Stephen Sinclair ponders how far voluntarism can be pushed in his recent paper in Policy & Politics. In this blog he discusses what prompted him to the write the paper and gives an overview of the key themes.
Like many people, I have to attend a lot of meetings and not all of them are very interesting. So when what I expected to be a rather dry and technical event turned into a heated debate it is worth further reflection. There would seem no reason to expect a seminar outlining the UK government’s proposals to reform credit unions to be particularly contentious; however this paper discusses the raw nerve that this meeting exposed. The sensitive issue at stake was the basic questions of what and who credit unions are for.
The paper in Policy & Politics describes the background to this debate: the UK government’s plans to increase the capacity of credit unions to serve the estimated 1.4 million people without access to a suitable transaction bank account. As one House of Commons report noted: ‘credit unions have been seen by successive governments as the archetypal “good thing” in financial services and often as the “answer” (in part at least) to a number of diverse policy challenges’. In June 2013 the UK Treasury launched a public consultation on the future of credit unions. Even the Church of England has committed to support the development of credit unions as alternatives to expensive commercial ‘sub-prime’ financial services providers. These include pay-day lenders, such as Wonga (currently under investigation for sending fake letters to customers threatening legal sanctions), and illegal loan sharks who prey upon vulnerable households not served by mainstream lenders. It might be thought that credit unions themselves would welcome such interest and support, and many members of the Association of British Credit Unions (ABCUL) do. However other credit unions are deeply concerned about what they fear might be the implications of the UK government’s reform proposals.
Credit unions are not-for-profit, self-help, financial cooperatives which provide low-cost savings and loans to their members. Membership of a union is based on a ‘common bond’: such as belonging to a particular community (e.g. a religious group), working for a particular employer or in a single economic sector, or living in a particular area. The problem the UK government faces in tackling financial inclusion through credit unions is that few existing unions are able to fulfil this role: many credit unions are financially precarious with small memberships consisting of lower income households; relatively few have the resources required to include large numbers of potentially high risk new members. The government has argued that to provide lower income households with a viable and attractive alternative to existing sub-prime lenders requires a significant expansion of credit unions’ membership and capacities. The proposed modernisation programme involves credit unions making a step change rather than an incremental development: the government hopes that credit union membership will double in 7 years and the Department for Work and Pensions (DWP) proposes that unions should ‘complete a major programme of business and cultural change’ to become more ‘business like’ and serve a larger and more diverse membership.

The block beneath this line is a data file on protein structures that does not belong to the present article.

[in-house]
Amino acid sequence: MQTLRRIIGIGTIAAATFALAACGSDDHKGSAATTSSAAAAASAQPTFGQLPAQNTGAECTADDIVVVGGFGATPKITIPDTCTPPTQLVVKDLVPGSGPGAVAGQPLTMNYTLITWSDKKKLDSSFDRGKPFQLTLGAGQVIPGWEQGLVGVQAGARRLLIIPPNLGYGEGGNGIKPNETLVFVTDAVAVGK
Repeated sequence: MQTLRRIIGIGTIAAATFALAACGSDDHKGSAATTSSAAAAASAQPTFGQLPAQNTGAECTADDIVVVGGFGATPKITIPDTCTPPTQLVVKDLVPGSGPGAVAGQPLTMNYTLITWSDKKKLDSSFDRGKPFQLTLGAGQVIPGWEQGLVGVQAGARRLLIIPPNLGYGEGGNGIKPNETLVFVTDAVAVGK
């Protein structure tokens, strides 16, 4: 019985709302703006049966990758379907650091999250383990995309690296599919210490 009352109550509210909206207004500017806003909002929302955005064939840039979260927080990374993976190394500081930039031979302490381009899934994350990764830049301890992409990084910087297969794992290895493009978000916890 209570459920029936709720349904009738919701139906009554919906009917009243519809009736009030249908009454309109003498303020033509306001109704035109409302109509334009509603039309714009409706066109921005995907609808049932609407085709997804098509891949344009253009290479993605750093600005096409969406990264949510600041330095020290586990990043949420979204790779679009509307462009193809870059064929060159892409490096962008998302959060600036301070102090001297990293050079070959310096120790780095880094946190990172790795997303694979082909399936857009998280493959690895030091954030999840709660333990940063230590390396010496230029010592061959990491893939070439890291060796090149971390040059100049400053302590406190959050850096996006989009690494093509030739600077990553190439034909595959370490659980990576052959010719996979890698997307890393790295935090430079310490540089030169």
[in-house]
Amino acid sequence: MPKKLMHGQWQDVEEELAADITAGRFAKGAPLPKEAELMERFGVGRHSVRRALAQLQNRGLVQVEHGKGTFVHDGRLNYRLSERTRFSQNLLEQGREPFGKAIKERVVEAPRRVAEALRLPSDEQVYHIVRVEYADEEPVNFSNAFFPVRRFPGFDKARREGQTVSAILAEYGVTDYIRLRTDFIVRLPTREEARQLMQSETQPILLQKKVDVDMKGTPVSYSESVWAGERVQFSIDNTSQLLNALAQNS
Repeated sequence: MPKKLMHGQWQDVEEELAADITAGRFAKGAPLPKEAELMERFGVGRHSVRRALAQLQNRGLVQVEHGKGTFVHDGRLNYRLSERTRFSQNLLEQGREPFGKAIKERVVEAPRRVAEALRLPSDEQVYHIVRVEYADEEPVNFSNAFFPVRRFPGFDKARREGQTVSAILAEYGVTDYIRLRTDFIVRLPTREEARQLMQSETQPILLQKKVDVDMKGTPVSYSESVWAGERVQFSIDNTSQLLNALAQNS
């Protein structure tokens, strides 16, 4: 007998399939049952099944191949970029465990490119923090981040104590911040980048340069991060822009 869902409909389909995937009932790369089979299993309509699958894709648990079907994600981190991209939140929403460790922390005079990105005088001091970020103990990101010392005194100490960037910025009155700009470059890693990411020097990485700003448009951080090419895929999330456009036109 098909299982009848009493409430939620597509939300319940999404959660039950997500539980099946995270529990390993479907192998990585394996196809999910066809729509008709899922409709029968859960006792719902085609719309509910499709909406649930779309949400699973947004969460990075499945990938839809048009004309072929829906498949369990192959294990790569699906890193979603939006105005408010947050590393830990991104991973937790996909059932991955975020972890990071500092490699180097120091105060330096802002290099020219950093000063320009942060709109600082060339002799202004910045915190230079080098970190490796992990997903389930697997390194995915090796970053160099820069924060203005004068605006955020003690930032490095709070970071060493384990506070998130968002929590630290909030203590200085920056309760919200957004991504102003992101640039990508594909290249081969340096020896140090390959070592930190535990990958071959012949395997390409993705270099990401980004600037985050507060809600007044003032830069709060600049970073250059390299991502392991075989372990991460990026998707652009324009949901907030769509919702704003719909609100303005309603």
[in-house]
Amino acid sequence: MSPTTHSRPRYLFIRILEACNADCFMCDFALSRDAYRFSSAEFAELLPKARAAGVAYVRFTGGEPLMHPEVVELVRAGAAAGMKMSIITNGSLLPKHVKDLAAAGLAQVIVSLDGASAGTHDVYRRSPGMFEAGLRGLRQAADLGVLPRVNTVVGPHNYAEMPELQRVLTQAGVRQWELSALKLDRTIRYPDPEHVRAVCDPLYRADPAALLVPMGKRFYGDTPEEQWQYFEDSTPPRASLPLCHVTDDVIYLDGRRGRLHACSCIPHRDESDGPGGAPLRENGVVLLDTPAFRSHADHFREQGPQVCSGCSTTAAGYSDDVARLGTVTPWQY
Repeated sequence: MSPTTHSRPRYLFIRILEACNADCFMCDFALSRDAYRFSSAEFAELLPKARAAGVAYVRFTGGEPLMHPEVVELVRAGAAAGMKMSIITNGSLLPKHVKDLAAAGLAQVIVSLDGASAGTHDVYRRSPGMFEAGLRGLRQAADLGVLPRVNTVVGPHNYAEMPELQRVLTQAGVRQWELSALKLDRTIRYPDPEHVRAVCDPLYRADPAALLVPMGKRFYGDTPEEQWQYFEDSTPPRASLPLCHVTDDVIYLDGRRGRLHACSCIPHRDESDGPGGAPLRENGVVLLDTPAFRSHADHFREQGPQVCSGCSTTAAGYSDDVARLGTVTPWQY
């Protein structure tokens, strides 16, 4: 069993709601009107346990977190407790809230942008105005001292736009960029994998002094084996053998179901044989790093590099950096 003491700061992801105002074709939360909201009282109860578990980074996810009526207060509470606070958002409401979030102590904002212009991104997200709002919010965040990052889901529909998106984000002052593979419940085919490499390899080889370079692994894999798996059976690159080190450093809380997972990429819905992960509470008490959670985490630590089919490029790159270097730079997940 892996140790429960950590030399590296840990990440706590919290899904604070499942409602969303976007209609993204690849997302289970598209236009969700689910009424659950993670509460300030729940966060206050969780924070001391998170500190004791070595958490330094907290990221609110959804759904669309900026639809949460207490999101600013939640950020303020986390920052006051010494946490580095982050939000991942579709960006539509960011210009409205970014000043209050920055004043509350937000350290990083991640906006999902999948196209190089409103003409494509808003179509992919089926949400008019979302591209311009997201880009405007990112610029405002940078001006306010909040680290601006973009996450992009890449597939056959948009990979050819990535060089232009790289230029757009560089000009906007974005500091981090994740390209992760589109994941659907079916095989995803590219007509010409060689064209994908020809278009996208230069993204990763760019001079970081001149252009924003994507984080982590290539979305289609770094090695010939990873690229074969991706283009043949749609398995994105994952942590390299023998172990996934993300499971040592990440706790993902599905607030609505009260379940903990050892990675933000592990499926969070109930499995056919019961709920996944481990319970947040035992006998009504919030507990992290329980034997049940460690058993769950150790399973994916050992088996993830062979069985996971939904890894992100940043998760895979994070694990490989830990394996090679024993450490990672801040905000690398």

However, some critics of these proposals argue that to help those who are not yet members but need access to financial services requires credit unions to abandon the small, associative, localised, intimate and personalised bond of membership which is their distinctive characteristic and source of strength. The UK governments proposals raise the question of why self-help mutual members’ associations should be expected to change how they operate in order to deliver government policy and benefit those who are not currently members? The division highlighted at the meeting which I attended was between those who believe that credit unions should remain member-led organisations (and perhaps small, exclusive and operating to benefit existing members) and those who want them to reform and expand to attract a wider and more diverse membership so that they can address financial exclusion.
This debate over the modernisation and the function of credit unions therefore raises more fundamental questions about the viability of voluntary mutual self-help as a basis for providing welfare services. The dispute revealed by the credit union modernisation proposals challenges certain conservative and neo-liberal views – such as advocates of the ‘Big Society’ (if any of these still exist) – about the collective benefits of self-interest and how ‘small battalions’ of voluntary associations can replace the public sector in delivering services. It also raises questions about the progressive nature of collective mutualism and challenges those – such as some ‘Blue Labour’ proponents – who would argue that ‘socialism’ can progress through community movements. While voluntary collective movements may express strong fraternal bonds between their members, such solidarity can be selective and exclusionary. The dispute discussed in this paper therefore illustrates the limitations of voluntary mutual aid in promoting social inclusion. While this may work effectively for members, compulsory collective support might be required to provide essential services to the most marginalised, and only the state can enforce this.
Stephen Sinclair is Lecturer in Sociology and Social Policy at the Yunus Centre for Social Business and Health, Glasgow Caledonian University. Stephen specialises in research into poverty and social exclusion. Stephen has a particular interest in financial exclusion, child poverty, community planning issues and social policy in devolved Scotland. Previously he was Deputy Director of the Scottish Poverty Information Unit, and prior to that head of the Local Government and Public Services Reform Research Branch in the Scottish Executive.